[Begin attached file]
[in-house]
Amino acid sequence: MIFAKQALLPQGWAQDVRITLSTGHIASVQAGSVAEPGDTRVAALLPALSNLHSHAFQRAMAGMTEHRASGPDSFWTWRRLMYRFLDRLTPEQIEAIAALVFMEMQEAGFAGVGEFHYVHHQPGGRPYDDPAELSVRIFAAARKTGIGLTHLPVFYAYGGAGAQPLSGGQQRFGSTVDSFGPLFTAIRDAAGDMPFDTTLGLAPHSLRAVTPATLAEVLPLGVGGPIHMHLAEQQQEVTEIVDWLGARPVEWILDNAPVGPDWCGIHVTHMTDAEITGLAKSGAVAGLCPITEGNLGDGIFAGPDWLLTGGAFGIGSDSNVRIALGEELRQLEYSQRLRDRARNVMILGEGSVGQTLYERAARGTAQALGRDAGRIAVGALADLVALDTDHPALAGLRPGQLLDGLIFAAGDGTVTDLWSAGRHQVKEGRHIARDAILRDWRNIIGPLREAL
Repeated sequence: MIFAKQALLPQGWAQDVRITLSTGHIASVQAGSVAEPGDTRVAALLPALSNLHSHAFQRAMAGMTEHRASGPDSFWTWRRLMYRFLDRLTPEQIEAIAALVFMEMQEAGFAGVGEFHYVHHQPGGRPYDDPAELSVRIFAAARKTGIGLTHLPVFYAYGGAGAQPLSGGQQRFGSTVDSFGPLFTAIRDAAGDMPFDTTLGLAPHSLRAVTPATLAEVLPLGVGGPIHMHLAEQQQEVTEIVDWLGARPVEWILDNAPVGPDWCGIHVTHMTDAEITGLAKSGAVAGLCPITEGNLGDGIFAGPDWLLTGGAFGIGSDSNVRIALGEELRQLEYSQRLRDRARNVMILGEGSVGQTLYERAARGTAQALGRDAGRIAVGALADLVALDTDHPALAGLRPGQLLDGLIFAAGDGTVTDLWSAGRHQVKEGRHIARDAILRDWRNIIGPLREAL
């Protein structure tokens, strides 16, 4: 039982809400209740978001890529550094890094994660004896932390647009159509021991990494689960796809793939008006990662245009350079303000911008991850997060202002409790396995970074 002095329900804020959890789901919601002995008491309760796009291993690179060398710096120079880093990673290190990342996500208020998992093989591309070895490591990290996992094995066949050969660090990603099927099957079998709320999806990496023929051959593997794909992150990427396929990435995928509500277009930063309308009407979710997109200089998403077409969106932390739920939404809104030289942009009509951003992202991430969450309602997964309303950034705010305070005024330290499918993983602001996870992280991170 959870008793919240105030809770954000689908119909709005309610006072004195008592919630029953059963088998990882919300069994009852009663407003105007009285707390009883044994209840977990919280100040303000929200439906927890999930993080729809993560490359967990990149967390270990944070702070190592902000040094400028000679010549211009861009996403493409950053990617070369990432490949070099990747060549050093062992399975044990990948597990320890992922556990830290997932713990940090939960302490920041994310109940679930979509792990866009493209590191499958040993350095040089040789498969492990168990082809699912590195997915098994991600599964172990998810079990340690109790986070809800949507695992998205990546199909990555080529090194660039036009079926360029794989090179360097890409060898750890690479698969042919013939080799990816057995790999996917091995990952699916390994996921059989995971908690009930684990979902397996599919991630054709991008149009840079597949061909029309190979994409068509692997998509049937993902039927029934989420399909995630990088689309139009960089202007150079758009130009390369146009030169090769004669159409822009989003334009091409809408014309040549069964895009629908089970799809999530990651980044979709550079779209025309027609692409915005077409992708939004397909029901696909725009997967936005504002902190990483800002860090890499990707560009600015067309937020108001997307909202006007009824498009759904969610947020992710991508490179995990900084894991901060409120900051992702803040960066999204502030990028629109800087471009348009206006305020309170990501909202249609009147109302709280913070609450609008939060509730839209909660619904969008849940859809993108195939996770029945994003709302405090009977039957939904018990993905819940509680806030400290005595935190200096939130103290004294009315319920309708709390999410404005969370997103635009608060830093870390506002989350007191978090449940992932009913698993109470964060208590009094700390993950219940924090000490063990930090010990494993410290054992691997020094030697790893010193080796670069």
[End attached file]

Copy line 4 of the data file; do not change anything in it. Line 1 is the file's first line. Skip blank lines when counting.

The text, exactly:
């Protein structure tokens, strides 16, 4: 039982809400209740978001890529550094890094994660004896932390647009159509021991990494689960796809793939008006990662245009350079303000911008991850997060202002409790396995970074 002095329900804020959890789901919601002995008491309760796009291993690179060398710096120079880093990673290190990342996500208020998992093989591309070895490591990290996992094995066949050969660090990603099927099957079998709320999806990496023929051959593997794909992150990427396929990435995928509500277009930063309308009407979710997109200089998403077409969106932390739920939404809104030289942009009509951003992202991430969450309602997964309303950034705010305070005024330290499918993983602001996870992280991170 959870008793919240105030809770954000689908119909709005309610006072004195008592919630029953059963088998990882919300069994009852009663407003105007009285707390009883044994209840977990919280100040303000929200439906927890999930993080729809993560490359967990990149967390270990944070702070190592902000040094400028000679010549211009861009996403493409950053990617070369990432490949070099990747060549050093062992399975044990990948597990320890992922556990830290997932713990940090939960302490920041994310109940679930979509792990866009493209590191499958040993350095040089040789498969492990168990082809699912590195997915098994991600599964172990998810079990340690109790986070809800949507695992998205990546199909990555080529090194660039036009079926360029794989090179360097890409060898750890690479698969042919013939080799990816057995790999996917091995990952699916390994996921059989995971908690009930684990979902397996599919991630054709991008149009840079597949061909029309190979994409068509692997998509049937993902039927029934989420399909995630990088689309139009960089202007150079758009130009390369146009030169090769004669159409822009989003334009091409809408014309040549069964895009629908089970799809999530990651980044979709550079779209025309027609692409915005077409992708939004397909029901696909725009997967936005504002902190990483800002860090890499990707560009600015067309937020108001997307909202006007009824498009759904969610947020992710991508490179995990900084894991901060409120900051992702803040960066999204502030990028629109800087471009348009206006305020309170990501909202249609009147109302709280913070609450609008939060509730839209909660619904969008849940859809993108195939996770029945994003709302405090009977039957939904018990993905819940509680806030400290005595935190200096939130103290004294009315319920309708709390999410404005969370997103635009608060830093870390506002989350007191978090449940992932009913698993109470964060208590009094700390993950219940924090000490063990930090010990494993410290054992691997020094030697790893010193080796670069």